April 12, 2023 | In the News
HHS Proposes Rules to Strengthen Patient-Provider HIPAA Privacy in Reproductive Care
Bolstering the HIPAA Privacy Rule: Rulemaking from the Department's Enforcement Agency, HHS Office for Civil Rights (OCR)
Our compliance team wants to help you save time in figuring out your requirements as a health organization, covered entity, or business associate. Here are the crucial ideas summarized, so you don't miss them in the agency's writing style.
Proposed Measures to Strengthen the HIPAA Privacy Rule
The Focus? HHS issued a Notice of Proposed Rulemaking (NPRM) to strengthen HIPAA Privacy Rule protections.
The Goal? To prevent the use or disclosure of PHI to investigate or prosecute patients and providers involved in reproductive health care. HHS responded to thousands of patients, providers, and organizations who expressed a need for change to protect patient-provider confidentiality.
The Prediction? Our team forecasts an increase in HIPAA violations due to the lack of implemented privacy protections to adequately safeguard PHI from being disclosed or used to identify, investigate, sue, or prosecute someone for seeking, obtaining, providing, or facilitating lawful reproductive health care.
Our Recommendation? Keep raising awareness to prevent unauthorized access. Specifically, to avoid private medical records from being used against anyone seeking, acquiring, providing, or facilitating reproductive health care services.
Greater Focus on Protecting a Patient's Health Information and Privacy
The Importance? Protecting sensitive information related to reproductive health care services has become critical after the Dobbs Decision by the Supreme Court.
The White House issued Executive Order 14076, which directs HHS to consider ways to strengthen the protection of sensitive information regarding patient confidentiality for services identified as reproductive health care.
The Proposed Rule
The Change? The NPRM proposes to extend additional privacy protections for providers, insurers, patients, and others to safeguard PHI when that information would be disclosed or used to identify, investigate, sue, or prosecute someone for seeking, obtaining, providing, or facilitating lawful reproductive health care.
Reproductive health care would be defined to include, but not be limited to:
- prenatal care.
- miscarriage management.
- infertility treatment.
- contraception use.
- treatment for reproductive-related conditions such as ovarian cancer.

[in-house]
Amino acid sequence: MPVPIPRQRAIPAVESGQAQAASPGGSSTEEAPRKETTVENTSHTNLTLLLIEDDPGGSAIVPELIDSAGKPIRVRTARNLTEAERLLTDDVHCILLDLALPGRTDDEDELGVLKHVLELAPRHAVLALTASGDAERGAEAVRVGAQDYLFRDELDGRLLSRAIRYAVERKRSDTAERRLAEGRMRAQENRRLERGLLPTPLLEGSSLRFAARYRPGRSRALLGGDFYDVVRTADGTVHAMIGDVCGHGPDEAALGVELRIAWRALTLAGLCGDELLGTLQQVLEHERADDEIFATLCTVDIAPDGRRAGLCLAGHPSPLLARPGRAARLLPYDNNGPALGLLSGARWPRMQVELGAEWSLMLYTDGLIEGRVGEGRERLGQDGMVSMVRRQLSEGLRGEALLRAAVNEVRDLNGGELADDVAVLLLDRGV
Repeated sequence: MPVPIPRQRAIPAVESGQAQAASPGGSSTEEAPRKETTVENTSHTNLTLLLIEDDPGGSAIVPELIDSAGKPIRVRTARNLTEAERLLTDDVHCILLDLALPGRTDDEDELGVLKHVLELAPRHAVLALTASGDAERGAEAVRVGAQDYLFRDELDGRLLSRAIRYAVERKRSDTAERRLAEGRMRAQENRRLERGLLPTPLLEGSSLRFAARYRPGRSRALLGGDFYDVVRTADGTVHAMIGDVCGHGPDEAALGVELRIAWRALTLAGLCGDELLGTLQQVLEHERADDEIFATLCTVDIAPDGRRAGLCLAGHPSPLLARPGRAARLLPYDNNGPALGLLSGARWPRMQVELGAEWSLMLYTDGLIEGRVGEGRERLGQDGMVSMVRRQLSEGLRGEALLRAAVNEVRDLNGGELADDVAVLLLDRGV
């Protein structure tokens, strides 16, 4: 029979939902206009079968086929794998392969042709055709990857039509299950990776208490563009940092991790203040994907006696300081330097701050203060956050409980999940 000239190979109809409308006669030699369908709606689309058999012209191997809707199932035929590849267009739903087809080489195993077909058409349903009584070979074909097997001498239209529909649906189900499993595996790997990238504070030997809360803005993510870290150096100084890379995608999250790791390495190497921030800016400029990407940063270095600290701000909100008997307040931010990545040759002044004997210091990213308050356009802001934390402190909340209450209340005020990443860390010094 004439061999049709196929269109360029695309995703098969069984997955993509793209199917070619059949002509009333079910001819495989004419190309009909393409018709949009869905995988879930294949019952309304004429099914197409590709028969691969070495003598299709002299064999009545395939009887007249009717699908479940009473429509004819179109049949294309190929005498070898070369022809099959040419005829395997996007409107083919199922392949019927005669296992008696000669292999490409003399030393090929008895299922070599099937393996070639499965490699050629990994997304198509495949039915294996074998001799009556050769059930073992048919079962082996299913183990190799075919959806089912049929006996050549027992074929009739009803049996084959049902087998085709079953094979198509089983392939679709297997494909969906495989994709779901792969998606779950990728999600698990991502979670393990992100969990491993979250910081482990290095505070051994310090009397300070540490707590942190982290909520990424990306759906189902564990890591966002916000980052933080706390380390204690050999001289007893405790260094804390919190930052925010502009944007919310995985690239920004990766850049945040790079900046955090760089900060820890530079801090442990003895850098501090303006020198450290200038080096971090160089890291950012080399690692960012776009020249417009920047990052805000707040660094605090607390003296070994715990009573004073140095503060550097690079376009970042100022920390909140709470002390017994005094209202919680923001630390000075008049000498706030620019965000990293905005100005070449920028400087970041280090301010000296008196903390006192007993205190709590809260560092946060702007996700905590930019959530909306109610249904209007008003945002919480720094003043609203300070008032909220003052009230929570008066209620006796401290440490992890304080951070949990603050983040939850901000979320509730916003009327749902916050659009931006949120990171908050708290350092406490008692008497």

The HIPAA Privacy Rule (Current Status)
The Current Status? While the Department is undertaking this rulemaking, the current Privacy Rule remains in effect.
The existing Privacy Rule permits certain disclosures to law enforcement and others, subject to specific conditions.
Expect an Enforcement Increase
OCR is committed to enforcing the HIPAA Rules that protect the privacy and security of people's health information.
Regarding health information privacy or civil rights violations, HHS encourages patients nationwide to file complaints at the OCR: https://www.hhs.gov/ocr/complaints/index.html
Summary and More Information about HHS Proposed Measures
Since this is a developing issue, our compliance advisors will monitor the rulemaking process.
- The NPRM itself: You can view and download NPRM at the Federal Register here (https://www.federalregister.gov/public-inspection/current)
- An NPRM fact sheet: Available in English here (https://www.hhs.gov/hipaa/for-professionals/regulatory-initiatives/hipaa-reproductive-health-fact-sheet/index.html)
- FYI, Public comments on the NPRM are due at least before June 10th, 2023 (i.e., "60 days after publication of the NPRM in the Federal Register" - HHS)
You can view the original press release by HHS Office for Civil Rights (OCR) available on HHS.gov entitled, "HHS Proposes Measures to Bolster Patient-Provider Confidentiality Around Reproductive Health Care." Extracted 04/12/2023 via URL Source: https://www.hhs.gov/about/news/2023/04/12/hhs-proposes-measures-bolster-patient-provider-confidentiality-around-reproductive-health-care.html